an autodidact meets a dilettante…

‘Rise above yourself and grasp the world’ Archimedes – attribution

supporting Hong Kong 2: handover/return

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Hong Kong handover ceremony, July 1997

Terms redolent of significance: in talking yesterday of ancient Egypt to my students, many of whom I tend to assume, after years of experience, are geographically challenged, I mentioned that it was in the north-east corner of Africa, just across the Red Sea and the Suez Canal from Israel. ‘Palestine’, one of my older Saudi students corrected, with a little grin.

I think also of the term ‘nakba’, which the Israeli government has been trying to erase from written records. It’s of course a very significant term for Palestinians everywhere. The Brits refer to 1997 re Hong Kong as the ‘handover’, which fails to refer to the extremely doubtful terms of its original acquisition. The Chinese refer to it as ‘the return’, which fails to refer to the massive value-adding, in human if not in environmental terms, that occurred under British control.

Hong Kong is now a ‘special administrative region’ of the People’s Republic of China (PRC), and in relinquishing it, Britain brought its once-mighty empire to a whimpering end.

The twenty years or so before 1997 saw a lot of diplomatic manouevring, principally between the PRC’s main man Deng Xiaoping and Britain’s Iron Lady, Margaret Thatcher. At first, the negotiating teams were a long way apart. Deng was insistent that the territory should be handed over unconditionally, and that if necessary it would be taken by force, which, he argued, would be easy-peasy. Thatcher argued that a treaty was a treaty and that Britain always stood by its treaties, cited a ‘Convention for the extension of Hong Kong territory’, signed in 1890, and quibbled about the wording of the old treaties, but it was clear that the PRC had the upper hand. Even so, the economic transformation of the region, especially since the seventies, and the Tiananmen Square massacre of 1989, encouraged British officials to provide as many democratic safeguards against the Chinese oligarchy as possible, as 1997 drew near. Chris Patten, the last British governor, battled to increase the voting franchise in the early nineties, while the PRC fumed over lack of consultation. A watered-down package of reforms was accepted in 1994. It fell well short of full democracy. So when the big day came, on July 1 1997, the proposed ‘one country, two systems’ future was being much questioned and worreted over.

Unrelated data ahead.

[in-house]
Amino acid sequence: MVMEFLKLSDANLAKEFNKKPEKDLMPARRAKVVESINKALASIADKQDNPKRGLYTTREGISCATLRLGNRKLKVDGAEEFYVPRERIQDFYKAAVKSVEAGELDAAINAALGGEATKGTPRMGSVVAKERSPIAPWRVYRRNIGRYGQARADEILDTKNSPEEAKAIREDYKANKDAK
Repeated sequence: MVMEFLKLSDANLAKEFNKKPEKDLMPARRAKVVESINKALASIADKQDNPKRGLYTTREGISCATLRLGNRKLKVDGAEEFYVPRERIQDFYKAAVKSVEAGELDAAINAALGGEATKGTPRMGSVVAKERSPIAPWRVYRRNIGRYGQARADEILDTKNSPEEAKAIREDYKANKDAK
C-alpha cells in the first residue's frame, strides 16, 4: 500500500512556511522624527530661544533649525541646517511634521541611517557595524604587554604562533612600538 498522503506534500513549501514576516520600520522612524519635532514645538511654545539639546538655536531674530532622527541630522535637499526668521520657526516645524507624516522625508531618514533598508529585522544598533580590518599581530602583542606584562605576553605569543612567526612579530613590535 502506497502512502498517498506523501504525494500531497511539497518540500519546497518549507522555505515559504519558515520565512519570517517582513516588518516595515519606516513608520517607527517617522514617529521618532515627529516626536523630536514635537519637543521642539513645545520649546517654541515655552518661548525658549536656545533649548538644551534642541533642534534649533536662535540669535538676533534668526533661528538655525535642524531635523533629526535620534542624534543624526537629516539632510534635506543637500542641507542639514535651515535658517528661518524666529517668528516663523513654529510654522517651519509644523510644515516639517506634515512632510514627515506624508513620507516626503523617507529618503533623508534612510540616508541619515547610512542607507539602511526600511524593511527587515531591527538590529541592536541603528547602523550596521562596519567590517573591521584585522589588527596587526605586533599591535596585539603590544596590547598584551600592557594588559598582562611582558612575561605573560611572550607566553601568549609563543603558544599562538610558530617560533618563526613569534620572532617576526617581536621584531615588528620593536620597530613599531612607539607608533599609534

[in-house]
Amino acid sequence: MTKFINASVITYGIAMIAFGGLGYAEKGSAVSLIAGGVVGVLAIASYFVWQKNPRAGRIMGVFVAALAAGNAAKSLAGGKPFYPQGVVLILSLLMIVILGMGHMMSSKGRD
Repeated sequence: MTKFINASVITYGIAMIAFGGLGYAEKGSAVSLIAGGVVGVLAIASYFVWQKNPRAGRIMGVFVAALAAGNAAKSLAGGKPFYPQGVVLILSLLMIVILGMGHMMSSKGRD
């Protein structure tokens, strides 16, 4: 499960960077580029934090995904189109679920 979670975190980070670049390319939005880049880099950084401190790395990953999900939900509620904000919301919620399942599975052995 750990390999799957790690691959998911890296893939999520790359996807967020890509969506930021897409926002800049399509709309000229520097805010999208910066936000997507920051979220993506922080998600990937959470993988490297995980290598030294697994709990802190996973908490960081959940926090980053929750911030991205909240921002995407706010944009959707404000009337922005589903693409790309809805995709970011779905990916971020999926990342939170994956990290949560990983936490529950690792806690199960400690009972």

In the 22 years since, that date has been marked by demonstrations organised by Hong Kong’s Civil Human Rights Front, demanding universal suffrage. They started small, but in 2002-3, anti-PRC activists received a boost of sorts when a proposed law, Article 23, designed to suppress political activity and freedom of speech, especially criticism of the PRC, became a rallying issue. Article 23 was indefinitely shelved when half a million people came out in demonstrations against it in July 2003. Since that time the struggles between pro-democracy and pro-Beijing forces in Hong Kong have been increasingly overt. Since 1997, the PRC has been keen to have the territory controlled by regime puppets. The first was Tung Chee-hwa, a more or less unknown businessman given the title of Chief Executive of Hong Kong at handover. He faced extreme pressure to resign during the 2003 demonstrations, and finally stepped down in March 2005, under some pressure from Beijing for corporate mismanagement. He’s still influential in Hong Kong and recently blamed, at least in part, the introduction of liberal studies (during his administration) for the current unrest. Might be right there.